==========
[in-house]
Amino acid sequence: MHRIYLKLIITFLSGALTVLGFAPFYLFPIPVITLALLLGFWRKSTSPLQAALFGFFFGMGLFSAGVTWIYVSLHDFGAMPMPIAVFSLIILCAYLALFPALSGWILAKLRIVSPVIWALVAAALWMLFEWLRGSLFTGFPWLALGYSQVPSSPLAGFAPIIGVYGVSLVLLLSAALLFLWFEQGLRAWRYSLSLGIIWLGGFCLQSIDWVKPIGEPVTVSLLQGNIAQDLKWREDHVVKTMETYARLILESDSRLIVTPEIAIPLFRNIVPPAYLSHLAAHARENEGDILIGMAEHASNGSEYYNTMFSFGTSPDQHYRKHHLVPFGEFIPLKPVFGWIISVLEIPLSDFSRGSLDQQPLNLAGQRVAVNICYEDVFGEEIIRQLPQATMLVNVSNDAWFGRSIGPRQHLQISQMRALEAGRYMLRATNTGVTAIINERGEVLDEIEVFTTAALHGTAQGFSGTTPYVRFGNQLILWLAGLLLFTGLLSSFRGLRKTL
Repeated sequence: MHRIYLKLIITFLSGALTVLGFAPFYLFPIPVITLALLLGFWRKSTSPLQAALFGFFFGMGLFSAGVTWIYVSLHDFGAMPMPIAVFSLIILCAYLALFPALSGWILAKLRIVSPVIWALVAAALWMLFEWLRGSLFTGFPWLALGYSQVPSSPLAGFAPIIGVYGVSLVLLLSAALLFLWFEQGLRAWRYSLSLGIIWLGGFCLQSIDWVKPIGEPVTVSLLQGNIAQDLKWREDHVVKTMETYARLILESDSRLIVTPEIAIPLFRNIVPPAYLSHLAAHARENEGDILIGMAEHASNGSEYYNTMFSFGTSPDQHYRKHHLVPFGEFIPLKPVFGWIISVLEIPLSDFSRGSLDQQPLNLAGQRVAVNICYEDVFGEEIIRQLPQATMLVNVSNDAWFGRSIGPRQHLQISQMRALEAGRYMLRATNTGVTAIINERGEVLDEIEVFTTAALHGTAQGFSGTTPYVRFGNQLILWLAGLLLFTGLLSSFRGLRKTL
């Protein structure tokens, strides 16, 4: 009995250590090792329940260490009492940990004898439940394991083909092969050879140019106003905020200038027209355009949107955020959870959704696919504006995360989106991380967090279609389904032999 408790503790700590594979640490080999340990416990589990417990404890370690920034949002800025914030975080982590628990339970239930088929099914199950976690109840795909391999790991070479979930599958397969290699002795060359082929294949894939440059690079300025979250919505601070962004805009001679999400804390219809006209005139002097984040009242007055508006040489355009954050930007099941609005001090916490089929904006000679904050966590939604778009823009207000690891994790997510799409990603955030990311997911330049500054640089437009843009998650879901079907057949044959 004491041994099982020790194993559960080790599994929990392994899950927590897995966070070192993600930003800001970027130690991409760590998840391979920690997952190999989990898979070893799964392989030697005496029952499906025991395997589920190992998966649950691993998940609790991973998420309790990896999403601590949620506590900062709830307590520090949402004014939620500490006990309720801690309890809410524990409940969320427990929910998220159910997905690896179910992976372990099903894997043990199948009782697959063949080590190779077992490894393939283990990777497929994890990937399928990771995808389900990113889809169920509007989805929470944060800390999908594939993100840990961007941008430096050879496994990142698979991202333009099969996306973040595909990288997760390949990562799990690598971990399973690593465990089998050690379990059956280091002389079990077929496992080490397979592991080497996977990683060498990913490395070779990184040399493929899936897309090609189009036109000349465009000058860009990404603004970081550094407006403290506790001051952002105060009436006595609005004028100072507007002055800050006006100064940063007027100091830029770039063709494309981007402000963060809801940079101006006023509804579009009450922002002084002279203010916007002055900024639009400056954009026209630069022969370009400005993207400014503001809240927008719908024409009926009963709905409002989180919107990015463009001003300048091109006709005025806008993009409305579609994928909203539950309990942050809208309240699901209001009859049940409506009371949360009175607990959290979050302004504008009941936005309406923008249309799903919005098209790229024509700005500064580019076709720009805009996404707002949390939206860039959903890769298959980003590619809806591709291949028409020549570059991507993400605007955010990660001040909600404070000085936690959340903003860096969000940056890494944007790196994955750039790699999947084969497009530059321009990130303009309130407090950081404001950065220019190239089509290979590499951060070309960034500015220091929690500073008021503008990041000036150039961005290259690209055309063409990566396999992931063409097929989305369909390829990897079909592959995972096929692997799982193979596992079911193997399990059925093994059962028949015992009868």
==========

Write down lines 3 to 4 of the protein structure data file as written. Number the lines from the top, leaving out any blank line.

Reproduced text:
Repeated sequence: MHRIYLKLIITFLSGALTVLGFAPFYLFPIPVITLALLLGFWRKSTSPLQAALFGFFFGMGLFSAGVTWIYVSLHDFGAMPMPIAVFSLIILCAYLALFPALSGWILAKLRIVSPVIWALVAAALWMLFEWLRGSLFTGFPWLALGYSQVPSSPLAGFAPIIGVYGVSLVLLLSAALLFLWFEQGLRAWRYSLSLGIIWLGGFCLQSIDWVKPIGEPVTVSLLQGNIAQDLKWREDHVVKTMETYARLILESDSRLIVTPEIAIPLFRNIVPPAYLSHLAAHARENEGDILIGMAEHASNGSEYYNTMFSFGTSPDQHYRKHHLVPFGEFIPLKPVFGWIISVLEIPLSDFSRGSLDQQPLNLAGQRVAVNICYEDVFGEEIIRQLPQATMLVNVSNDAWFGRSIGPRQHLQISQMRALEAGRYMLRATNTGVTAIINERGEVLDEIEVFTTAALHGTAQGFSGTTPYVRFGNQLILWLAGLLLFTGLLSSFRGLRKTL
């Protein structure tokens, strides 16, 4: 009995250590090792329940260490009492940990004898439940394991083909092969050879140019106003905020200038027209355009949107955020959870959704696919504006995360989106991380967090279609389904032999 408790503790700590594979640490080999340990416990589990417990404890370690920034949002800025914030975080982590628990339970239930088929099914199950976690109840795909391999790991070479979930599958397969290699002795060359082929294949894939440059690079300025979250919505601070962004805009001679999400804390219809006209005139002097984040009242007055508006040489355009954050930007099941609005001090916490089929904006000679904050966590939604778009823009207000690891994790997510799409990603955030990311997911330049500054640089437009843009998650879901079907057949044959 004491041994099982020790194993559960080790599994929990392994899950927590897995966070070192993600930003800001970027130690991409760590998840391979920690997952190999989990898979070893799964392989030697005496029952499906025991395997589920190992998966649950691993998940609790991973998420309790990896999403601590949620506590900062709830307590520090949402004014939620500490006990309720801690309890809410524990409940969320427990929910998220159910997905690896179910992976372990099903894997043990199948009782697959063949080590190779077992490894393939283990990777497929994890990937399928990771995808389900990113889809169920509007989805929470944060800390999908594939993100840990961007941008430096050879496994990142698979991202333009099969996306973040595909990288997760390949990562799990690598971990399973690593465990089998050690379990059956280091002389079990077929496992080490397979592991080497996977990683060498990913490395070779990184040399493929899936897309090609189009036109000349465009000058860009990404603004970081550094407006403290506790001051952002105060009436006595609005004028100072507007002055800050006006100064940063007027100091830029770039063709494309981007402000963060809801940079101006006023509804579009009450922002002084002279203010916007002055900024639009400056954009026209630069022969370009400005993207400014503001809240927008719908024409009926009963709905409002989180919107990015463009001003300048091109006709005025806008993009409305579609994928909203539950309990942050809208309240699901209001009859049940409506009371949360009175607990959290979050302004504008009941936005309406923008249309799903919005098209790229024509700005500064580019076709720009805009996404707002949390939206860039959903890769298959980003590619809806591709291949028409020549570059991507993400605007955010990660001040909600404070000085936690959340903003860096969000940056890494944007790196994955750039790699999947084969497009530059321009990130303009309130407090950081404001950065220019190239089509290979590499951060070309960034500015220091929690500073008021503008990041000036150039961005290259690209055309063409990566396999992931063409097929989305369909390829990897079909592959995972096929692997799982193979596992079911193997399990059925093994059962028949015992009868």